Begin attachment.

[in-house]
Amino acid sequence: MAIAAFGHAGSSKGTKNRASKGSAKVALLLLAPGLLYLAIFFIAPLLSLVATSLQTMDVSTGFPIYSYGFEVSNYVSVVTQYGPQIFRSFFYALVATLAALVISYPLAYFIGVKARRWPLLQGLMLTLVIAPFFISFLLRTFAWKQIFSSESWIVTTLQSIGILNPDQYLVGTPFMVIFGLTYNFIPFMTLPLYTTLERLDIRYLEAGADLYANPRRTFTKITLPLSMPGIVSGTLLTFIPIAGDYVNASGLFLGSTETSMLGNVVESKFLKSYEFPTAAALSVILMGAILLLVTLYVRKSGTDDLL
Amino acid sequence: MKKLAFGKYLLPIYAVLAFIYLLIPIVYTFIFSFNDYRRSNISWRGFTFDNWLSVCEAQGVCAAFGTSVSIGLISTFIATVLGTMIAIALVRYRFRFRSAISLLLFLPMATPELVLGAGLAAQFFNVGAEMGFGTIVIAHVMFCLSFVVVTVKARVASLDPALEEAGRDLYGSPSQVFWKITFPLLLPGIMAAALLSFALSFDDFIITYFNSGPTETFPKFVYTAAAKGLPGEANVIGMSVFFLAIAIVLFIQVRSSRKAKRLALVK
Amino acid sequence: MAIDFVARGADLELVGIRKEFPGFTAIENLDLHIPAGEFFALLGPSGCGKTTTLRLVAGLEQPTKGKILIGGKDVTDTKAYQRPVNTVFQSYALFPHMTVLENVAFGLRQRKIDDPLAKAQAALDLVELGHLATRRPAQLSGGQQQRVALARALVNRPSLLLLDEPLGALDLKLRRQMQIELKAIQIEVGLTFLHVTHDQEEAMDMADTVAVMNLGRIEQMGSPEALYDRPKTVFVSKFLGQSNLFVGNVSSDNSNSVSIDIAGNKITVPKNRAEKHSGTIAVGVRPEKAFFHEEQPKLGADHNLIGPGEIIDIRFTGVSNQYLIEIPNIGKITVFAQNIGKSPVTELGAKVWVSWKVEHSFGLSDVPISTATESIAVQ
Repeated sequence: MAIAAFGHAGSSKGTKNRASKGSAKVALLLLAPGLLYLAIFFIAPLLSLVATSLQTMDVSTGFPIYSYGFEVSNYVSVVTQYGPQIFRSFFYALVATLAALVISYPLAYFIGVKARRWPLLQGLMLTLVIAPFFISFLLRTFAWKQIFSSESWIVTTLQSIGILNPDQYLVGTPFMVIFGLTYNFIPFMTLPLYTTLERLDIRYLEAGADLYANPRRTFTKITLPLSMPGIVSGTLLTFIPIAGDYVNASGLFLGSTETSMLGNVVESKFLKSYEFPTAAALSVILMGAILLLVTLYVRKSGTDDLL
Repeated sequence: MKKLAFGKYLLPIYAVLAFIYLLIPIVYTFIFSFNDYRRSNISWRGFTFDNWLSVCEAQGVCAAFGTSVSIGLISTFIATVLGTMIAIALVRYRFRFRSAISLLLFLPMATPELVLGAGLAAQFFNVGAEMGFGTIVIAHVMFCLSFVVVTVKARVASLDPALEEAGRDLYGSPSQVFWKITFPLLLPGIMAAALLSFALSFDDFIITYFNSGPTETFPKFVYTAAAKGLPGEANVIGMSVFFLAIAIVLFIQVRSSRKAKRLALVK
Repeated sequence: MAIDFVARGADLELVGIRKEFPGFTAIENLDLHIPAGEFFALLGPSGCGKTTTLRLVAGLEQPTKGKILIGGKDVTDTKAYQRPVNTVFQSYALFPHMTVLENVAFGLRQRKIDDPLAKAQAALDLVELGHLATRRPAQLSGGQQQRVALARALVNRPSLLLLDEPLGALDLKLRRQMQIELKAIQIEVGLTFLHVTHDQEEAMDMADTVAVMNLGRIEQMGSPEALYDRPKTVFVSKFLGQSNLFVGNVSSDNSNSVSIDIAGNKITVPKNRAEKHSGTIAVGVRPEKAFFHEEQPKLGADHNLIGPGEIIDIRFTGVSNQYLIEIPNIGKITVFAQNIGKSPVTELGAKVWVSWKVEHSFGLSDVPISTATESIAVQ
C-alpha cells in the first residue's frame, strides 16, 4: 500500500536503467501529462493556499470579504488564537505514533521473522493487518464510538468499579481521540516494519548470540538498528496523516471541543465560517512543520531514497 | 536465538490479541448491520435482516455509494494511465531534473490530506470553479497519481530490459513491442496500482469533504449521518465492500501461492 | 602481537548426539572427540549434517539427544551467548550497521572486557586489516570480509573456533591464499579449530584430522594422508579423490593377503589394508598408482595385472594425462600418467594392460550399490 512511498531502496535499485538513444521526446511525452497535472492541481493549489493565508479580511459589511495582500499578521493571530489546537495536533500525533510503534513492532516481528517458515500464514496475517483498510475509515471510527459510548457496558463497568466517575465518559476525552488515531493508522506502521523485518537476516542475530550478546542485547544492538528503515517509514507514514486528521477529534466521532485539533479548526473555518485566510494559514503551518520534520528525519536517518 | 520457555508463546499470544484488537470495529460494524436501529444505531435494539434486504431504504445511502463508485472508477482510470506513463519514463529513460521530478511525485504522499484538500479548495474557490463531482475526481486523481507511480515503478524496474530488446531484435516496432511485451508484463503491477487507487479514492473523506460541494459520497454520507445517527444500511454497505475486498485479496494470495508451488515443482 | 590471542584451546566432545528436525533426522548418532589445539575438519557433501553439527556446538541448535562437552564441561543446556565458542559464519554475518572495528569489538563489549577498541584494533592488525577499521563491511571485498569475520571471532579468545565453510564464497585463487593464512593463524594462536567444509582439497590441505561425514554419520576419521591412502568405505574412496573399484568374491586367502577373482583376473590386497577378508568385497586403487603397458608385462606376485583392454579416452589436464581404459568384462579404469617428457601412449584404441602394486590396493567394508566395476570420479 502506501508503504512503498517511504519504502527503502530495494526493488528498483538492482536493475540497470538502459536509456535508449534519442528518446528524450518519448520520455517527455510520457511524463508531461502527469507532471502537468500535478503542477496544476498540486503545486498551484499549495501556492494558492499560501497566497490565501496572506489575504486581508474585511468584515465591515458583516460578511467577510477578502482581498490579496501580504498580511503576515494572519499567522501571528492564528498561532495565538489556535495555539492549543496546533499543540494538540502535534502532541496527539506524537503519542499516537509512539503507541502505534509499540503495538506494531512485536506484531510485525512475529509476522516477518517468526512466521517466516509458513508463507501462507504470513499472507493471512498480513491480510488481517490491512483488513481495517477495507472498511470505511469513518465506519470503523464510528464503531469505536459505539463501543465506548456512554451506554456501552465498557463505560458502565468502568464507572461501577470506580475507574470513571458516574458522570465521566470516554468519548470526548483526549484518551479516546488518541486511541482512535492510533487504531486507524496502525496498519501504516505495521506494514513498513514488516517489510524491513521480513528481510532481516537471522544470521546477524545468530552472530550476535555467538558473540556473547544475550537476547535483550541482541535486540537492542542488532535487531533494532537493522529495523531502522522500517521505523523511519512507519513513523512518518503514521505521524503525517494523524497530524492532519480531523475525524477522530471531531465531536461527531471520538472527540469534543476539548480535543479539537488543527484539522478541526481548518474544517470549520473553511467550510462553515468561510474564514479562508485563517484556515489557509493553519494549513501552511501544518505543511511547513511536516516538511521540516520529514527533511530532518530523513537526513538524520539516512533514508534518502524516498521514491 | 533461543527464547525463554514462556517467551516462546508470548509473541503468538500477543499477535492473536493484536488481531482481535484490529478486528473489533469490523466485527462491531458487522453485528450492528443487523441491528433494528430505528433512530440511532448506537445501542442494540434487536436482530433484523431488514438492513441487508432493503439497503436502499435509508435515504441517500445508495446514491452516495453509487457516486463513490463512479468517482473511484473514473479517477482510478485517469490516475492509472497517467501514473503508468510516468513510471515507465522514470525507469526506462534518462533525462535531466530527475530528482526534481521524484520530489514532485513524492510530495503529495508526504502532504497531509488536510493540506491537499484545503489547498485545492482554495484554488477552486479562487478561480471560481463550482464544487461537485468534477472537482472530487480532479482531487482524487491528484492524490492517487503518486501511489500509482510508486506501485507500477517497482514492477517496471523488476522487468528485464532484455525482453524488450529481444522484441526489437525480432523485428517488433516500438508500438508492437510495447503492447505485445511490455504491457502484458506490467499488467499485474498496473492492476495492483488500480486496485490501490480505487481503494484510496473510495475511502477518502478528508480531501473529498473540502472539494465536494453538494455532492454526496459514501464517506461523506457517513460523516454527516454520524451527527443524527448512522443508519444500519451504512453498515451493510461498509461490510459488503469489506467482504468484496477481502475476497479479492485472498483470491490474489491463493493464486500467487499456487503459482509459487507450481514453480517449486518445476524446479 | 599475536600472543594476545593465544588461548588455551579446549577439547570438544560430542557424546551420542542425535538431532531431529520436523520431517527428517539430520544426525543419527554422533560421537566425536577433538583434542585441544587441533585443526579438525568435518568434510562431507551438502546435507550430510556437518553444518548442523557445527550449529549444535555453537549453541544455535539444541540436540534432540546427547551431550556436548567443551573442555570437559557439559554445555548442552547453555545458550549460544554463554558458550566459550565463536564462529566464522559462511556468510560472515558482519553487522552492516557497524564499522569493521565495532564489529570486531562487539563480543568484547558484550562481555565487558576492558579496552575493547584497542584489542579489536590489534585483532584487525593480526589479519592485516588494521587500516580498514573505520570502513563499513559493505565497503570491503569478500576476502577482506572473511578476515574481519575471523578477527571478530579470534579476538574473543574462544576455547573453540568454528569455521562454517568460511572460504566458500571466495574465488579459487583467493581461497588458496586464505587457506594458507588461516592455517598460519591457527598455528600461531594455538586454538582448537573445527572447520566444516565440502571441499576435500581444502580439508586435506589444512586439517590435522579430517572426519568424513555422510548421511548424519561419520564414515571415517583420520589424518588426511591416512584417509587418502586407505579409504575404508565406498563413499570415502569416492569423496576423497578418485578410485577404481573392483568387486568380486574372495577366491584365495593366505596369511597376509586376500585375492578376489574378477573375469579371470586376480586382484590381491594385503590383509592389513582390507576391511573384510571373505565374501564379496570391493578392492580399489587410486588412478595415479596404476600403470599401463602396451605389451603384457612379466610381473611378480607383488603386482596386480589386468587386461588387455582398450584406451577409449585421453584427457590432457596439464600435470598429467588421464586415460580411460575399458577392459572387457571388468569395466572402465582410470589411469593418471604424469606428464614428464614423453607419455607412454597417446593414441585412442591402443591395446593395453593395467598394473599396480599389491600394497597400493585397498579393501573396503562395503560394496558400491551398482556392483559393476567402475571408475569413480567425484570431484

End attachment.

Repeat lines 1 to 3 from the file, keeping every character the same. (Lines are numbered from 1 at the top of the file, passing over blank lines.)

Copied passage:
[in-house]
Amino acid sequence: MAIAAFGHAGSSKGTKNRASKGSAKVALLLLAPGLLYLAIFFIAPLLSLVATSLQTMDVSTGFPIYSYGFEVSNYVSVVTQYGPQIFRSFFYALVATLAALVISYPLAYFIGVKARRWPLLQGLMLTLVIAPFFISFLLRTFAWKQIFSSESWIVTTLQSIGILNPDQYLVGTPFMVIFGLTYNFIPFMTLPLYTTLERLDIRYLEAGADLYANPRRTFTKITLPLSMPGIVSGTLLTFIPIAGDYVNASGLFLGSTETSMLGNVVESKFLKSYEFPTAAALSVILMGAILLLVTLYVRKSGTDDLL
Amino acid sequence: MKKLAFGKYLLPIYAVLAFIYLLIPIVYTFIFSFNDYRRSNISWRGFTFDNWLSVCEAQGVCAAFGTSVSIGLISTFIATVLGTMIAIALVRYRFRFRSAISLLLFLPMATPELVLGAGLAAQFFNVGAEMGFGTIVIAHVMFCLSFVVVTVKARVASLDPALEEAGRDLYGSPSQVFWKITFPLLLPGIMAAALLSFALSFDDFIITYFNSGPTETFPKFVYTAAAKGLPGEANVIGMSVFFLAIAIVLFIQVRSSRKAKRLALVK